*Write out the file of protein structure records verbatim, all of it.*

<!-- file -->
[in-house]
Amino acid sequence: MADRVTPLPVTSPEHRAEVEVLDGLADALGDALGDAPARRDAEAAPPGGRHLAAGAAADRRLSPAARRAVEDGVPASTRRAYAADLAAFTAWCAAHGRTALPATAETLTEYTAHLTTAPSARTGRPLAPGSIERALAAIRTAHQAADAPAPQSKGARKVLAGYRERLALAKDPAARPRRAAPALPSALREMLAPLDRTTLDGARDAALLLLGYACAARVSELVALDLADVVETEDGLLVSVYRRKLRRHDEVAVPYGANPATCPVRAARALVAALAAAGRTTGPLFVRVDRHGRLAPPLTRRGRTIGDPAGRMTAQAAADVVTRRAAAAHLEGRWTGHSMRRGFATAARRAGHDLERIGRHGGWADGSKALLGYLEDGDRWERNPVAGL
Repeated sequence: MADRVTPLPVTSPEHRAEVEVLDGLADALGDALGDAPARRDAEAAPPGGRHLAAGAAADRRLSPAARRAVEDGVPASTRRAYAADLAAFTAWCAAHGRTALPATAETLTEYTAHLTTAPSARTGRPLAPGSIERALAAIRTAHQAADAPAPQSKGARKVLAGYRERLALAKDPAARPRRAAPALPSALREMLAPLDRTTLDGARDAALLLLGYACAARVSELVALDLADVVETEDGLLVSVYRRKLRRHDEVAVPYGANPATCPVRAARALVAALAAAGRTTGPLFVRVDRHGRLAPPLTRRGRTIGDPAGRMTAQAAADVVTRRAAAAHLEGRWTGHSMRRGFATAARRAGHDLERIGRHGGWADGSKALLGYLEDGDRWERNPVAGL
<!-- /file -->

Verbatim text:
[in-house]
Amino acid sequence: MADRVTPLPVTSPEHRAEVEVLDGLADALGDALGDAPARRDAEAAPPGGRHLAAGAAADRRLSPAARRAVEDGVPASTRRAYAADLAAFTAWCAAHGRTALPATAETLTEYTAHLTTAPSARTGRPLAPGSIERALAAIRTAHQAADAPAPQSKGARKVLAGYRERLALAKDPAARPRRAAPALPSALREMLAPLDRTTLDGARDAALLLLGYACAARVSELVALDLADVVETEDGLLVSVYRRKLRRHDEVAVPYGANPATCPVRAARALVAALAAAGRTTGPLFVRVDRHGRLAPPLTRRGRTIGDPAGRMTAQAAADVVTRRAAAAHLEGRWTGHSMRRGFATAARRAGHDLERIGRHGGWADGSKALLGYLEDGDRWERNPVAGL
Repeated sequence: MADRVTPLPVTSPEHRAEVEVLDGLADALGDALGDAPARRDAEAAPPGGRHLAAGAAADRRLSPAARRAVEDGVPASTRRAYAADLAAFTAWCAAHGRTALPATAETLTEYTAHLTTAPSARTGRPLAPGSIERALAAIRTAHQAADAPAPQSKGARKVLAGYRERLALAKDPAARPRRAAPALPSALREMLAPLDRTTLDGARDAALLLLGYACAARVSELVALDLADVVETEDGLLVSVYRRKLRRHDEVAVPYGANPATCPVRAARALVAALAAAGRTTGPLFVRVDRHGRLAPPLTRRGRTIGDPAGRMTAQAAADVVTRRAAAAHLEGRWTGHSMRRGFATAARRAGHDLERIGRHGGWADGSKALLGYLEDGDRWERNPVAGL